72.7 ENERGY DERIVATIVES

The types of derivatives seen in the energy markets are not that different from the many types

we have seen already in other markets.

72.7.1



One-day Options



One-day options on electricity are very popular in the US. Because of the possibility of enormous price fluctuations these contracts are very hard to price. This effect is slightly mitigated

by a timewise averaging that is sometimes part of these contracts.

72.7.2



Asian Options



Asian options are very popular in the energy markets. Two forms of averaging are seen, averaging over several realized spot prices that have settled, and averaging over unsettled forward

prices.

The former are easier to value, in the path-dependent framework we’ve already seen.

The latter require a very accurate forward curve model. If we think of forward contracts as

derivatives then the latter type of contract is a second-order contract. The contract is, however,

not path-dependent.



energy derivatives Chapter 72



72.7.3



Caps and Floors



Caps and floors exist in the energy markets. These restrict the price that must be paid for

delivery of the energy. There is often the added, path-dependent, complication that some form

of timewise averaging takes place.

72.7.4



Cheapest to Deliver



This contract allows the delivering party to deliver the same energy source to one of two

delivery points. Presumably he will choose to deliver the cheaper. The correlation between the

prices of the underlying at the two delivery points is a crucial parameter in the valuation of

this contract. It is a multi-asset contract.

72.7.5



Basis Spreads



A basis spread is a contract on the difference or spread between two very similar, but different

underlyings, two different types of oil for example. Again, this is a multi-asset contract and the

correlation between the two assets is of paramount importance.



Figure 72.5 Time series of electricity spark spreads. Source: Bloomberg L.P.



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Part Five advanced topics



72.7.6



Swing Options



Swing options allow the energy user to vary his energy delivery to vary between set limits.

Perhaps also the amount is only allowed to vary a set number of times. Perhaps the user can

take any ten days’ of electricity during the summer, with the choice of precise days left up to

the option holder. These contracts are complex, having characteristics similar to the passport

option contracts seen in Chapter 27 and requiring the same mathematics of stochastic control.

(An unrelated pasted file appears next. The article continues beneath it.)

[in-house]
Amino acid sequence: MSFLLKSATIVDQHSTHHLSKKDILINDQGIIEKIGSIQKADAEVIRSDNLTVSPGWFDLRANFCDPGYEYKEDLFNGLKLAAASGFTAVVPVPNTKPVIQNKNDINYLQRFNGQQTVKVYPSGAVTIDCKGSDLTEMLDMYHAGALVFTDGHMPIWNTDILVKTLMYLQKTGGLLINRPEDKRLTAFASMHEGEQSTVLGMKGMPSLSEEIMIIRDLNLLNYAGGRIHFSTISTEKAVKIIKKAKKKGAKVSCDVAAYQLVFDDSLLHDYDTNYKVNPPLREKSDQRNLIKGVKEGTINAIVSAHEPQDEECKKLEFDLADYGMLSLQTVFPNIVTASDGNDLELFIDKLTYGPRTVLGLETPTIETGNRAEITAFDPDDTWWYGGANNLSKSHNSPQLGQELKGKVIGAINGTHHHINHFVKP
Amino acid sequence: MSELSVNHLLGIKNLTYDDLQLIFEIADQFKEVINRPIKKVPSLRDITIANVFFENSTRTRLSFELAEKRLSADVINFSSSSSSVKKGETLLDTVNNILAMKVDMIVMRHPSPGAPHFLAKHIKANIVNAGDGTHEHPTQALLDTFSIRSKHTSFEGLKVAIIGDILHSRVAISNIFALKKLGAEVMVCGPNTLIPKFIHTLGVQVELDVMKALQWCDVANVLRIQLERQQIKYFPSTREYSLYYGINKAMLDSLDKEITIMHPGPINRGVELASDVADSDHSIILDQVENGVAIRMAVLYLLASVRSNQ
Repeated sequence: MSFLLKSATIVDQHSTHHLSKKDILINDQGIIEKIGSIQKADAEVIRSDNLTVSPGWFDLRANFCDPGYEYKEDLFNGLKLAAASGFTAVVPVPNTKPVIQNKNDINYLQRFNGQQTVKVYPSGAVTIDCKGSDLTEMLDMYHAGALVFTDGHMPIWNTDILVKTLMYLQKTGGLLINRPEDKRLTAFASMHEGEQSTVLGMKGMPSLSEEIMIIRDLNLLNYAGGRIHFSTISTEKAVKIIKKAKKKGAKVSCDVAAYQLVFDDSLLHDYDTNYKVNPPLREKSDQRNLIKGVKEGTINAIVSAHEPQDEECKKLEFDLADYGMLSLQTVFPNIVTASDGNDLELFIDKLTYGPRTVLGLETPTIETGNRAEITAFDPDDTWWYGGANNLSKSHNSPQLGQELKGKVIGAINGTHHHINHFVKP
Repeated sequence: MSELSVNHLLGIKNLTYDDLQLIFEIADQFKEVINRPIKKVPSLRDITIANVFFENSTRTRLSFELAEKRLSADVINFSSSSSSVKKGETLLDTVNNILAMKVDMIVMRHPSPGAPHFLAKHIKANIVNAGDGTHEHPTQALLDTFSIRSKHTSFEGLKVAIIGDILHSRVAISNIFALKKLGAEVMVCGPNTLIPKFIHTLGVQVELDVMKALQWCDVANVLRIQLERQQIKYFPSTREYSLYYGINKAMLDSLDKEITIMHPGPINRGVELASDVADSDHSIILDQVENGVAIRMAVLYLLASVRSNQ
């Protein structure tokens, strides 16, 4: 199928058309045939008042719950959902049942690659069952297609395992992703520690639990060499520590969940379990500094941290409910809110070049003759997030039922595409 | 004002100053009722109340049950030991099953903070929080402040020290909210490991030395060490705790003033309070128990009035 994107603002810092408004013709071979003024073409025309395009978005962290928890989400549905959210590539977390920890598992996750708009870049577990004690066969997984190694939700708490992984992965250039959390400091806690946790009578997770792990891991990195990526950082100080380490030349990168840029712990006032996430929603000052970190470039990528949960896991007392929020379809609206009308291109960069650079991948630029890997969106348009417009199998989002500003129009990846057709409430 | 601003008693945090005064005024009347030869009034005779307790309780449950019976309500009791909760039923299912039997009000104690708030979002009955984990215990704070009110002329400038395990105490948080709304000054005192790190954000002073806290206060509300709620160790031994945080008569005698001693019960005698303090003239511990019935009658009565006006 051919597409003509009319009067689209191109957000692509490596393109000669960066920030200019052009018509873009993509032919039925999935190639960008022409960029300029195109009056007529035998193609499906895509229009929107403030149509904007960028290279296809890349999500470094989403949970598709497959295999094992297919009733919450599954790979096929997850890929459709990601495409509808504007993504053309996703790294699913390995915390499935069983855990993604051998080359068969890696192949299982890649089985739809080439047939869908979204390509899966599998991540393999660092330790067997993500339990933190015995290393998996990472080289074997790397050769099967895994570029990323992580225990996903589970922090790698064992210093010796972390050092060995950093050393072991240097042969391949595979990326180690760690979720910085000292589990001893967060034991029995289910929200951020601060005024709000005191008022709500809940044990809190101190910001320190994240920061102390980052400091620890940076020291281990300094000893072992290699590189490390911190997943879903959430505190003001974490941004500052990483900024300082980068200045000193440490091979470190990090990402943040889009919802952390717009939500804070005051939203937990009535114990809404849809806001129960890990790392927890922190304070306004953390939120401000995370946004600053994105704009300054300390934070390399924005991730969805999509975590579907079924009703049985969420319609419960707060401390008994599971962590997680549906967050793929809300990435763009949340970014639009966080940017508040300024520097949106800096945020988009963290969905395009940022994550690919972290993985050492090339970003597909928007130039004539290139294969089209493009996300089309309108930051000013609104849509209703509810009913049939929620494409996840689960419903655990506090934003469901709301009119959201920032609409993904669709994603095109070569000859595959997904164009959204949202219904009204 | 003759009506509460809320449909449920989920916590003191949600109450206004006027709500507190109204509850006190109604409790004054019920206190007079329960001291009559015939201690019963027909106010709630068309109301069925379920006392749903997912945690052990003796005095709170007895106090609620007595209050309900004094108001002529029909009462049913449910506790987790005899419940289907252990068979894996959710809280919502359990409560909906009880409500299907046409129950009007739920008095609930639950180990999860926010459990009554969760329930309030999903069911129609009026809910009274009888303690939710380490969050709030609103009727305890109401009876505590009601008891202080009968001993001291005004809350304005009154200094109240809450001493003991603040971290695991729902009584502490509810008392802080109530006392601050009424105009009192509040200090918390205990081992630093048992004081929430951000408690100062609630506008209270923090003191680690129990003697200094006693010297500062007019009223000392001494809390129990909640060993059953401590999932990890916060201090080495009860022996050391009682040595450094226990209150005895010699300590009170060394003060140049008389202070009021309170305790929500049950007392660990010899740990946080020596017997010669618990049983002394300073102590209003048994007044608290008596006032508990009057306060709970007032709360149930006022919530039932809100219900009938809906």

72.7.7



Spread Options



Spread options are options on the spread between the price of the fuel used to produce the

electricity and the price of that electricity. They are used to hedge the electricity production

costs. Figure 72.5 shows a time series of electricity spark spreads, the relative efficiency of

buying gas for making electricity versus buying the electricity itself.



72.8 SUMMARY

Energy derivatives are a fascinating subject, and still relatively new. Modeling the underlying

is tricky because of the enormous spikes in prices. Modeling derivatives is difficult because

hedging is often impossible. I think that there’s a long way to go before the models become

satisfactory.



FURTHER READING

• Gabillon (1995) was the first to present a two-factor model applied to the oil market.

• Pilopovi´c (1998) is the best, by virtue of being the only affordable, book on the energy

market and derivatives.

• See Ahn et al. (2002) for an analysis of the costs of storage of energy.



CHAPTER 73



real options

In this Chapter. . .







the application of derivatives theory outside of finance

optimal investment



73.1



INTRODUCTION



We’ve seen the word ‘option’ used to describe a financial contract containing some element of

choice. And that choice is made complicated, and interesting, by the randomness underpinning

the financial markets. But high finance is not the only area in which randomness and choice

play important roles, every decision in life could be interpreted as trying to make the best

choice, given an unknown future.

In this chapter we will see how many of the ideas of derivatives theory can be applied to

other walks of life, and we’ll also see a few more ideas as well. This is the subject of Real

options.



73.2



FINANCIAL OPTIONS AND REAL OPTIONS



The key points that relate financial option theory and Real option theory are as follows:

• Randomness concerning the future introduces the idea of examining probability distributions

for outcomes;

• Decisions should be made optimally, there is some question over the timing;

• Decisions may be partially or wholly irreversible.